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Cain R
October 7, 2001, 11:47 AM
Got my Bull Moose this year. One shot at 42 paces. Dead center lung shot, and absolutely no blood trail! The load was Federal's 300 gr .375 H&H mag, the bullet completely penetrated and left a silver dollar sized exit wound. Funny thing was there was no blood trail until about 15 feet from the fallen bull. (He ran about 50 yards from where I hit him) The majority of any blood was from his nose and mouth. Lesson learned, don't assume you missed if there isn't a clear blood trail. Other than a .416 or .45 cal I can't think of anything that might make a bigger hole. Near as I can tell the loose thick hide slipped over the exit wound and kept the majority of the blood on the inside of the hide. Now off to hunt White Tail and Mule deer.:D

SnakeLover
October 7, 2001, 01:24 PM
Cain congrats on filling your freezer!

Was the federal bullet a solid? At that distance, I could imagine the bullet zipping through, perhaps between ribs(?), and not expanding much.

As far as a bigger bullet goes, I'd recommend the Hornady 750 gr bullet in a 50 caliber. Either that or mortars!!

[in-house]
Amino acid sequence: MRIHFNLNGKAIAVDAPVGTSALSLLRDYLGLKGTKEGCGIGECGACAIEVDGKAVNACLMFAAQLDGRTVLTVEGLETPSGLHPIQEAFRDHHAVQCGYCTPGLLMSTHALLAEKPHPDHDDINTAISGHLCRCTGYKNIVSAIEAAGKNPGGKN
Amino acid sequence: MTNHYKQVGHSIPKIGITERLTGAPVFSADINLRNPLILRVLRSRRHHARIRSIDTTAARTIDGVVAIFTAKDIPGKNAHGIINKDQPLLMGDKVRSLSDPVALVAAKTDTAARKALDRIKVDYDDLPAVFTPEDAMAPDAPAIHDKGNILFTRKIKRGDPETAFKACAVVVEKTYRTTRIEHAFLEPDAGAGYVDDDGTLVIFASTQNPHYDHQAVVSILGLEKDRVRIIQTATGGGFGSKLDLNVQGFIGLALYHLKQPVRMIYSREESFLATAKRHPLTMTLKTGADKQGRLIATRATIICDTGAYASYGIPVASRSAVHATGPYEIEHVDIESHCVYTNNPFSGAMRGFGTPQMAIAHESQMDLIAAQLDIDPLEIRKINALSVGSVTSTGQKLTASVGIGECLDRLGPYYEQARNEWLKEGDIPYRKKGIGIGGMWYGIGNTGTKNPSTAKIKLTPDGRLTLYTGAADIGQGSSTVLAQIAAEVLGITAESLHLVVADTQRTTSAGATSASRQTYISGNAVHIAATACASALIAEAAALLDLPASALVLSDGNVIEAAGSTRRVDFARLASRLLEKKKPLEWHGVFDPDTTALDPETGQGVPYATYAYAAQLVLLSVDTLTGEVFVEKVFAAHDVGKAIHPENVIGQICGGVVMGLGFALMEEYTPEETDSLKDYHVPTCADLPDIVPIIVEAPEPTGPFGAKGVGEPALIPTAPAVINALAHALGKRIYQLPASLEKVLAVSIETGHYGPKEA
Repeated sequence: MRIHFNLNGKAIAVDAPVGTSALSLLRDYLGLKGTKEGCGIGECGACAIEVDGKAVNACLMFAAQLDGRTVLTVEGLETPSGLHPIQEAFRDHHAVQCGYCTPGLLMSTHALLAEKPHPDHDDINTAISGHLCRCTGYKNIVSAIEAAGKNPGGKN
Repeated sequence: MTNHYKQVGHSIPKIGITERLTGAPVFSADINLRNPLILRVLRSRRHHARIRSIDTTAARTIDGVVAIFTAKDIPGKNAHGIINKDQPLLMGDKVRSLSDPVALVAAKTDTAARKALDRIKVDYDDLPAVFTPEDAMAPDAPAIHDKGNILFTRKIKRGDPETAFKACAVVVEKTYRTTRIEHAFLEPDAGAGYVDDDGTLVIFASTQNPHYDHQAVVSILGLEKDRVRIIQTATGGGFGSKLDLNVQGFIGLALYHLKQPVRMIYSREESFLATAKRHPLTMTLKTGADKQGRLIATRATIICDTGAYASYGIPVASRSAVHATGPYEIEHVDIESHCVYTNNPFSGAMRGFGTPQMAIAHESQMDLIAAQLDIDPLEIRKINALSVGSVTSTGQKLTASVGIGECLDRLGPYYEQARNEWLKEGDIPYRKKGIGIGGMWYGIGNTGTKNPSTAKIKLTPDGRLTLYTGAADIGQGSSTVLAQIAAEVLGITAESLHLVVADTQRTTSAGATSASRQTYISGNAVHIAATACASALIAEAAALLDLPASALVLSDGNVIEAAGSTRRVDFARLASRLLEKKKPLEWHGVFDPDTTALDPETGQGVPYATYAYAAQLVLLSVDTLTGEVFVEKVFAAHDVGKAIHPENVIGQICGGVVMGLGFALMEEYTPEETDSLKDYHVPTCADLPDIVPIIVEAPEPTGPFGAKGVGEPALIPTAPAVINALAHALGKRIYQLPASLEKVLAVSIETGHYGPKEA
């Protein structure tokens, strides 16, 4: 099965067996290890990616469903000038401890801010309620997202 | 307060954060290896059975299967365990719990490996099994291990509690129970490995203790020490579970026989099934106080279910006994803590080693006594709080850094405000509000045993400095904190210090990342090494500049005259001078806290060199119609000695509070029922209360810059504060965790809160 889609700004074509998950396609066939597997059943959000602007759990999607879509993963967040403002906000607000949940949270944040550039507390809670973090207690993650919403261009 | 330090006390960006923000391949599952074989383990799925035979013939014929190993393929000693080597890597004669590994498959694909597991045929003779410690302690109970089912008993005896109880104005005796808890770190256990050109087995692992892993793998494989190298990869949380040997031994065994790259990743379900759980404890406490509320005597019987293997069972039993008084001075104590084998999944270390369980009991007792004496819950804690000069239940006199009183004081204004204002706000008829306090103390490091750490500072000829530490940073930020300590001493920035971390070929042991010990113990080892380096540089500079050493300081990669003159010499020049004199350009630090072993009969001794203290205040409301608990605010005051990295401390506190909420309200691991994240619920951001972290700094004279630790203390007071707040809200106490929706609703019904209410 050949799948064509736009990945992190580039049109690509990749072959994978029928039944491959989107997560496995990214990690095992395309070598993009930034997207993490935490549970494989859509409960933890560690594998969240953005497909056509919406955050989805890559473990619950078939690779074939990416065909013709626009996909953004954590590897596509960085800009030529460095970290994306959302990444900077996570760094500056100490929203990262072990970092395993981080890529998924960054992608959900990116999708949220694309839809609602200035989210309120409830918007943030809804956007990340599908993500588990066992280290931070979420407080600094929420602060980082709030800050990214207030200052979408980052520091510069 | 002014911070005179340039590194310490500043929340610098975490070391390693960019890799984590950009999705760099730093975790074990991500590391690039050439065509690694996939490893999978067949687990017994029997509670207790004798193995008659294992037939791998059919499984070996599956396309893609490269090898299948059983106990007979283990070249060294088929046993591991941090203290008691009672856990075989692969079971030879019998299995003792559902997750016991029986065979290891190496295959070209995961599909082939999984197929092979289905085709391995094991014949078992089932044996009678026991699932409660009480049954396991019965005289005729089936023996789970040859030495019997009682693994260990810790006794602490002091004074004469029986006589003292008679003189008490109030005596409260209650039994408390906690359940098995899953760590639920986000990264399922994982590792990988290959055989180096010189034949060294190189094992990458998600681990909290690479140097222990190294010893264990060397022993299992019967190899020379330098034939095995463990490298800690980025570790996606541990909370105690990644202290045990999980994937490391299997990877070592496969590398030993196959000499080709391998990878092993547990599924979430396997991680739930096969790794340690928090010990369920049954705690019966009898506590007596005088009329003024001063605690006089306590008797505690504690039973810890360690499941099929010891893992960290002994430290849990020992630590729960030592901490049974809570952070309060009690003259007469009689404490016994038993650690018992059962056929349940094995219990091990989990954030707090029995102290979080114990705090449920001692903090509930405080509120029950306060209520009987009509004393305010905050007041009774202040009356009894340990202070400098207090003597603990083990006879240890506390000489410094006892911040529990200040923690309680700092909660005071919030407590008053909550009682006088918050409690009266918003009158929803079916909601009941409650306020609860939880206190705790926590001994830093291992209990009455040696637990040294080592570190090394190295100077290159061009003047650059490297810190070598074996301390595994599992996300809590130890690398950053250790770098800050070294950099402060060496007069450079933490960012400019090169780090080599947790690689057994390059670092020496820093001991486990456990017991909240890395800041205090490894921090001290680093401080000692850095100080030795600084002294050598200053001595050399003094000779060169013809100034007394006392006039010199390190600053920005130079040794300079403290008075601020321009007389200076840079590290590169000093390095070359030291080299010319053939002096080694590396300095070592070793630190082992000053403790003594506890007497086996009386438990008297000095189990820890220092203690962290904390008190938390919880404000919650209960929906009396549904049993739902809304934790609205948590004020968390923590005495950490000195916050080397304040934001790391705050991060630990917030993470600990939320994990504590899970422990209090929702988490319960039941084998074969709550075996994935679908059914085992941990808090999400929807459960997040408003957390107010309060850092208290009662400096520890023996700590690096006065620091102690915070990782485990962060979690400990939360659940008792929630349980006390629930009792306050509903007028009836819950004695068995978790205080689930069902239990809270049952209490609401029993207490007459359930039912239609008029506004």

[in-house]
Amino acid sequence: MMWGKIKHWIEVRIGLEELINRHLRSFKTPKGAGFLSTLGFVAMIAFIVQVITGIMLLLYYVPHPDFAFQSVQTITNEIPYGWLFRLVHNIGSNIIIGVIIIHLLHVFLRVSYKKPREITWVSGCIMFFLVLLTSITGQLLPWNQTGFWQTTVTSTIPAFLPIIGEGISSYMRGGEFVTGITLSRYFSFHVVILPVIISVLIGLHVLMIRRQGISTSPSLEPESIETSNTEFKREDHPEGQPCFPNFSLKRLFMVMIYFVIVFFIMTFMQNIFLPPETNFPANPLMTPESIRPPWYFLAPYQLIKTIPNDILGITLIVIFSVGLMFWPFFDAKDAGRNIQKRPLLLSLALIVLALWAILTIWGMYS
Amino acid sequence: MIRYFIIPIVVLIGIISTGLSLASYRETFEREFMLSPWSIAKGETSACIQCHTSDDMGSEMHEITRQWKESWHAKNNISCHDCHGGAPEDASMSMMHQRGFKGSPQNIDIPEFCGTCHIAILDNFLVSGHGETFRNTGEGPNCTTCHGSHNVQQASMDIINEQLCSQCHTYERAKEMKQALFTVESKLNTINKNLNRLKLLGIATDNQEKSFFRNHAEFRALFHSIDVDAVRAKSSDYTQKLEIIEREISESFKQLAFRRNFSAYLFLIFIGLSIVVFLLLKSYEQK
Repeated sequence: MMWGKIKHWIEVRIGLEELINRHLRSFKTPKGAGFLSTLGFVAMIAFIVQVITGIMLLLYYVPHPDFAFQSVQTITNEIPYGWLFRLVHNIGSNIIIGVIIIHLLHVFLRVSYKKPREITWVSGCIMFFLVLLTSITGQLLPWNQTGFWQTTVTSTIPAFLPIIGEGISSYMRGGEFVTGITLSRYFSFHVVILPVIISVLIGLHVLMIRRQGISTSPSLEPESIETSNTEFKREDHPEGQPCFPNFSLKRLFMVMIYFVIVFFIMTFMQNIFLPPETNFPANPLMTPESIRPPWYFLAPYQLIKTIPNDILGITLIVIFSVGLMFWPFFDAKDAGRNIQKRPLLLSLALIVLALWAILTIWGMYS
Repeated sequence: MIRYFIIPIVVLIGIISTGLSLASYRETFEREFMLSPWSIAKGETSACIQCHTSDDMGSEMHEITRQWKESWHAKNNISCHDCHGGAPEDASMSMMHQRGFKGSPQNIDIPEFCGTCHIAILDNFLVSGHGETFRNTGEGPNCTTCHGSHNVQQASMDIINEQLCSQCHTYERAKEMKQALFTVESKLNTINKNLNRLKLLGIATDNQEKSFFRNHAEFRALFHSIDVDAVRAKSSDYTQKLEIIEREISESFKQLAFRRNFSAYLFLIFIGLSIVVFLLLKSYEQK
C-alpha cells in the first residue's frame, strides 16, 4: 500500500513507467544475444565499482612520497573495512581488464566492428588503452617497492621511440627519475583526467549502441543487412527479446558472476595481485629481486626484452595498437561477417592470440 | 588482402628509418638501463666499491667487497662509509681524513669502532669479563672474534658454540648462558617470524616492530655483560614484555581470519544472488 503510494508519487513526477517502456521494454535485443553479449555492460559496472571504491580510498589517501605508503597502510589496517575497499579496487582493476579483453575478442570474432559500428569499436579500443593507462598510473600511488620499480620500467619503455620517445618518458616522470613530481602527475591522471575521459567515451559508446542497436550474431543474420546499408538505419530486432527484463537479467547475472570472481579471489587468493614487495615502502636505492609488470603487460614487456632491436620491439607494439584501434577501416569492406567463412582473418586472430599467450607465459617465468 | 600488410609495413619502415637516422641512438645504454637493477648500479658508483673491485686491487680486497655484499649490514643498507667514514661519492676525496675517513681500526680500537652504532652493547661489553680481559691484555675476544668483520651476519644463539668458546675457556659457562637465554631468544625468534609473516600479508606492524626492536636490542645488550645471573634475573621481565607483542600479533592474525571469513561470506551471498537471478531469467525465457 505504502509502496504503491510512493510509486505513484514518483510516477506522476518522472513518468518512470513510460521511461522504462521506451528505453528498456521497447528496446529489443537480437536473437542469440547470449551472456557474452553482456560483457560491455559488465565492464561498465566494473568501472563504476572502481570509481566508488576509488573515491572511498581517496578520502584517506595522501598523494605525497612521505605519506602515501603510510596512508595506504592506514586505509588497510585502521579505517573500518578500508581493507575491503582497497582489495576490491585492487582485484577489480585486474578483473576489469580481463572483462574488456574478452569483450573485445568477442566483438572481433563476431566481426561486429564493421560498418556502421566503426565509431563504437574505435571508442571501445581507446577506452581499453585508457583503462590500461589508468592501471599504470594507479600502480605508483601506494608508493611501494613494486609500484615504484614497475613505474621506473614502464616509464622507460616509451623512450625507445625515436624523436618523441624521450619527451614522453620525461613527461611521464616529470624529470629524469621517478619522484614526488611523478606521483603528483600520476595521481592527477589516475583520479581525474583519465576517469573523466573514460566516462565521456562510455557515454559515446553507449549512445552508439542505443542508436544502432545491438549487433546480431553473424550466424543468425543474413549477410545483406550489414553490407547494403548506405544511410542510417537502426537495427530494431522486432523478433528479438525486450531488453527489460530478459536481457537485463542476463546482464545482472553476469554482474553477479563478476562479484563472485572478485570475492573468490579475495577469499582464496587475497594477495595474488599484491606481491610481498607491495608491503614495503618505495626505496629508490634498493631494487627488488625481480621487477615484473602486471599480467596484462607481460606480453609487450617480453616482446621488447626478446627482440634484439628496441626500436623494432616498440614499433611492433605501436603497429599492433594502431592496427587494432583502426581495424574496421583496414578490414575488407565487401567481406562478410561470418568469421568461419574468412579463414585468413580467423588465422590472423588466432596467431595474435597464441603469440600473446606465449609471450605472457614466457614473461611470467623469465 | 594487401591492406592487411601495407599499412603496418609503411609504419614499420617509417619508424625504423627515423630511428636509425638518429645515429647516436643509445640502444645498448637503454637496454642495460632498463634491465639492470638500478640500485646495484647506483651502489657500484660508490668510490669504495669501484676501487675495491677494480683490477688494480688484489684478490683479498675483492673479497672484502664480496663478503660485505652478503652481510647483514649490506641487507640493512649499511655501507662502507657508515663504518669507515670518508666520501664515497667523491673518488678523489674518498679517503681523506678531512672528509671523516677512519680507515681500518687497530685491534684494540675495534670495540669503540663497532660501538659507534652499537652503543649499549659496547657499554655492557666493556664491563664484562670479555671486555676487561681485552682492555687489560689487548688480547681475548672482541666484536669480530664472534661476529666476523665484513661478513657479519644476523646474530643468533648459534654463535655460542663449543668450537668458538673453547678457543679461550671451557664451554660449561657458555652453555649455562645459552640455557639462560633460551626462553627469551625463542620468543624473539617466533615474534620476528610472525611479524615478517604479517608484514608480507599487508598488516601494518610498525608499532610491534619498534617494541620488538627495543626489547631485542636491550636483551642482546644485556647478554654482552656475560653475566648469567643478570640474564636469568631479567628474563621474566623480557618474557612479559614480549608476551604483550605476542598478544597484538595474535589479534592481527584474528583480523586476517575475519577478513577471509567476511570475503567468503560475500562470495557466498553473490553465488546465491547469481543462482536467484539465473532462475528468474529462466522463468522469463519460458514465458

Snake

scouter27
October 7, 2001, 03:15 PM
I always understood that a fast moving bullet will expand more than an slow one. Have I misunderstod something?

SnakeLover
October 7, 2001, 07:04 PM
Scouter27, a 300 gr solid and a 300 gr expanding bullet would likely be very close in velocity at that short distance. As velocity drops(say at long distances), the effect will be a pass through similiar to that of an arrow with little or no hydro-shock. So velocity does have something to do with it, and therefore I don't think you've misunderstood anything. However, a non-expanding solid or a jacketed bullet that failed to expand are always possible, hence my question.

Snake

XXSUPO
October 7, 2001, 11:18 PM
last night i found a deer that i assumed i had missed because i found no blood. the rifle was a ruger 77/50 with a 460 gr. 50 cal bullet at +/- 50 yards.